But the brouhaha over Hilary Rosen’s injudicious remarks is not really about whether what stay-home mothers do is work. Because we know the answer to that: it depends. When performed by married women in their own homes, domestic labor is work‚Äîdifficult, sacred, noble work. Ann says Mitt called it more important work than his own, which does make you wonder why he didn’t stay home with the boys himself. When performed for pay, however, this supremely important, difficult job becomes low-wage labor that almost anyone can do‚Äîteenagers, elderly women, even despised illegal immigrants. But here’s the real magic: when performed by low-income single mothers in their own homes, those same exact tasks‚Äîchanging diapers, going to the playground and the store, making dinner, washing the dishes, giving a bath‚Äîare not only not work; they are idleness itself.
So there it is: the difference between a stay-home mother and a welfare mother is money and a wedding ring. Unlike any other kind of labor I can think of, domestic labor is productive or not, depending on who performs it.
Katha Pollitt writing in The Nation is exactly spot on. The simple fact is that WHO does the work is just as important as WHAT the work is. Even New York, where nannies can make a lot of money, it depends on WHO the nanny is – their background, race, skin color, class – that depends on how much money they can make. Domestic work isn’t a virtue in itself; the virtue of the individual defines that profession. A lower-class, illegal immigrant, single woman is not the view the same as Ann Romney. They just aren’t and there’s no single way to compare the two without noting the differences. And there are way more lower class women doing domestic work than there are Ann Romneys. The fact that she’s become the face of this reality is insulting, not only to those who are left in her shadow, but to the countless women, and men, who don’t have the opportunity to be stay-at-home moms.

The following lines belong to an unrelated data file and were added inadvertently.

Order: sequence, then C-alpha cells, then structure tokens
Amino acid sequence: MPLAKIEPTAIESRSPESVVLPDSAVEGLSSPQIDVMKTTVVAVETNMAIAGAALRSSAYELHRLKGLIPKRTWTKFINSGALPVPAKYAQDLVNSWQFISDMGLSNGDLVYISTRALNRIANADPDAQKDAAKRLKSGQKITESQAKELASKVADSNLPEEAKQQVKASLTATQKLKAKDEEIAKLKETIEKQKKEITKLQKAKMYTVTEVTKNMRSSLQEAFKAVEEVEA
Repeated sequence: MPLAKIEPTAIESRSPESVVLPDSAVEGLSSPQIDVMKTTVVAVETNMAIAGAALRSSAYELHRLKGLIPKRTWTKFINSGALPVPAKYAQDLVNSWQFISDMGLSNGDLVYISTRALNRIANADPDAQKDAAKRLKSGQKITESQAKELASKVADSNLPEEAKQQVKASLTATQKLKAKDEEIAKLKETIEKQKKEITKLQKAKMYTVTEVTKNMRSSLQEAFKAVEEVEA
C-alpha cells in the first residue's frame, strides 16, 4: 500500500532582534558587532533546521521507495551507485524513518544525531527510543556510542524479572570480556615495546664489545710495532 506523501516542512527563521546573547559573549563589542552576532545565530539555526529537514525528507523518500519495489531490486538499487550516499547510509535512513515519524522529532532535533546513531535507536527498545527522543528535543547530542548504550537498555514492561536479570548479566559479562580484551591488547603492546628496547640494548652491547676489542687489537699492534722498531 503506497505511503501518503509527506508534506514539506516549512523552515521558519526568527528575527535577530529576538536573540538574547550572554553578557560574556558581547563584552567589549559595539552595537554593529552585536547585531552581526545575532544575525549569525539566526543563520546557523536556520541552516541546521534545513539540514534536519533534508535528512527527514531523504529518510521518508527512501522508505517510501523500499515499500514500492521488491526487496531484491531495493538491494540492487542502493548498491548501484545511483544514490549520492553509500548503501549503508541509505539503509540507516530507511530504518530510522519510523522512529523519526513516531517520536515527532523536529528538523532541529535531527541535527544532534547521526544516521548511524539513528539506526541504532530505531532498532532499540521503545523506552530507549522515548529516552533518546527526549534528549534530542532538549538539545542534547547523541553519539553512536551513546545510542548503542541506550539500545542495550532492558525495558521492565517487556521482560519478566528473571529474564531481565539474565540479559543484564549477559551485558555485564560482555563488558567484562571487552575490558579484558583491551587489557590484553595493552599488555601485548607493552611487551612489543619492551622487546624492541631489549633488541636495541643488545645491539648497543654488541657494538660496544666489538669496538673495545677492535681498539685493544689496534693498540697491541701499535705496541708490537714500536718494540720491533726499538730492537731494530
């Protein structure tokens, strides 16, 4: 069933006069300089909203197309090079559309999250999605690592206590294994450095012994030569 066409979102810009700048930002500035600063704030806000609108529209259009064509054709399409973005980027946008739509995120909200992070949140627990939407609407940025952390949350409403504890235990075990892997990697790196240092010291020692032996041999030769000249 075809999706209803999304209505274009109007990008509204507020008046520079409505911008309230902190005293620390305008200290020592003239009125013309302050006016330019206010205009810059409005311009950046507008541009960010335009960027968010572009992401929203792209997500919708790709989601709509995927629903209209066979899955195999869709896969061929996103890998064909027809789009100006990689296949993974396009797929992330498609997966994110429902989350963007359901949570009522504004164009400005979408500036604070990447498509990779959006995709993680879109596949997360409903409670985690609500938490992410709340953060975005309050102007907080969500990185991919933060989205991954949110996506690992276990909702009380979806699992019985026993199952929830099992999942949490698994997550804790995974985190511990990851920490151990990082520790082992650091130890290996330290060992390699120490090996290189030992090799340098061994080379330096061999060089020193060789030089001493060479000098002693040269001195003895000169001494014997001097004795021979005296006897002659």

What’s funny about this, to me at least, is how this issue has been around for millennium. You can see it within the Book of Acts. For Luke, the women work best as patrons. In the story of Lydia, Paul, and the slave girl with the spirit of divination, Lydia is valued because she is rich and has the opportunity to take care of Paul. The slave girl, the one who goes around announcing that Paul is a servant of God, has her spirit removed from her. She’s silenced and vanishes from the text while Paul returns back into Lydia’s household later. Although there are many ways to read this text, one way to read it is simply that the slave girl who vanishes is worth less than Lydia for Luke. Paul had an opportunity to baptize the slave girl, to bring her into the fold, but doesn’t. Instead, he silences her. Lydia was given the opportunity for entrance into the body of Christ but the slave girl was not.
The parallel to the Ann Romney/Hillary Rosen story isn’t exact. But it does show that, even in my Christian tradition, the reality is that individuals becomes types that overshadow and hide reality behind them. “It depends” is just as important component of the church as it is with US society. On this side of the eschaton, that’s where we live – in a place where “it depends” matters more than it should. As long as we, as a society, self-define our own elites and look to them as our models of our reality, at the expense of the vast multitudes that will never fit those templates, we’re going to make the mistake of talking about the WHAT but always missing who the WHO really are.